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Have you ever read the work of Neil Postman? He wrote about the information explosion years ago when it was really only television and video games and the internet was in its infancy. He died before thing go really crazy but his thesis holds true. “Amusing Ourselves To Death “ is one of his later titles but they are all excellent and deal with how we learn and how our minds work, the move from a pre literate to a literate civilization and what that entails, how we came to memorize less but synthesize more as reading involves more global mental skills than listening or looking at pictures. (this was always one of the strengths of the TLM, reading along in the missal was likely to make a greater impression than letting the same words in the vernacular wash over you each week, I’ve never understood all the arguments against Latin for this reason. I have two children with learning disabilities, one severe, and they could stay on the right page from the time they learned to read.)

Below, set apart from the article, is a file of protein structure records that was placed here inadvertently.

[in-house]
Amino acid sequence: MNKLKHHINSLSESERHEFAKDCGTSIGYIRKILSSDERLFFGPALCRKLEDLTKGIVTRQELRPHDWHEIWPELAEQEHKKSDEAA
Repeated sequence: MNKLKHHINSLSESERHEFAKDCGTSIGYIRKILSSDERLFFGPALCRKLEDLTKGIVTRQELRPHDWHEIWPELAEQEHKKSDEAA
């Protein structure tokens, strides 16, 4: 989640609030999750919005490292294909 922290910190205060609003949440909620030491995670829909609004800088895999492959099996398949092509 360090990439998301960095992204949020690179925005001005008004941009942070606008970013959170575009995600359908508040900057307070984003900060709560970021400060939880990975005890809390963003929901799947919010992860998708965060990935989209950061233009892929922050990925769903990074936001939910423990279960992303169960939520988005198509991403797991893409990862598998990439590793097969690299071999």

Postman goes into detail about how the modern information glut shortens attention spans, makes it impossible for people to actually understand things on a rational level, turns everything into an emotional appeal which can be accomplished with pictures in seconds rather than the 20 minutes or more it would take to read and evaluate even a simple argument.

His most memorable point is that people have never before been exposed to so much information which is irrelevant to their lives. The printing press ushered in an information and literacy explosion but people still read those things which were important to them, local news, better farming techniques, textbooks for their field of study, etc.. Now everyone is subject to a barrage of opinions masquerading as facts, most of them from unqualified quarters, on subjects which shouldn’t really matter to most of us, about things we can neither use nor have an effect on. People seem to have largely lost the ability to understand anything that requires critical thinking skills.